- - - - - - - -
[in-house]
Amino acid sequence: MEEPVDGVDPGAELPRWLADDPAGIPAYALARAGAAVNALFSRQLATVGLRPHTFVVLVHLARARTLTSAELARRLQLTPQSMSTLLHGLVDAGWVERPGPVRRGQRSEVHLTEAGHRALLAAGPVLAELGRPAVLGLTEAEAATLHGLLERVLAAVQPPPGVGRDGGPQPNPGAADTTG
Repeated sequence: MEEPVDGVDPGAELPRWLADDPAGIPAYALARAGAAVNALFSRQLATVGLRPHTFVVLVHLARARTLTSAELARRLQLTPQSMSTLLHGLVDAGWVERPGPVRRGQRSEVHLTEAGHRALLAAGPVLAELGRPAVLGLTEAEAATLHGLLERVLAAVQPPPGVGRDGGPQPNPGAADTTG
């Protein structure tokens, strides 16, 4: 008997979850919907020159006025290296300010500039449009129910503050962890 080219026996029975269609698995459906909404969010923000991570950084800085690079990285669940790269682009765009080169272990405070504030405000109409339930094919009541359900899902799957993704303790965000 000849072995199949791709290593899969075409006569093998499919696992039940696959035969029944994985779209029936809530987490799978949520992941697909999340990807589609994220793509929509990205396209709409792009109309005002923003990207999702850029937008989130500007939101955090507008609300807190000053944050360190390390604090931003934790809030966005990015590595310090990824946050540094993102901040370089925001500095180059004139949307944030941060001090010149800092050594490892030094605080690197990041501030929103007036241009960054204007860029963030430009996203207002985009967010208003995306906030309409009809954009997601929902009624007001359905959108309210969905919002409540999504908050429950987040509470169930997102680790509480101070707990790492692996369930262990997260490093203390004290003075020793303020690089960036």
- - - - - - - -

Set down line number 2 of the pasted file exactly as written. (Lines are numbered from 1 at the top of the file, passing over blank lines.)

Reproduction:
Amino acid sequence: MEEPVDGVDPGAELPRWLADDPAGIPAYALARAGAAVNALFSRQLATVGLRPHTFVVLVHLARARTLTSAELARRLQLTPQSMSTLLHGLVDAGWVERPGPVRRGQRSEVHLTEAGHRALLAAGPVLAELGRPAVLGLTEAEAATLHGLLERVLAAVQPPPGVGRDGGPQPNPGAADTTG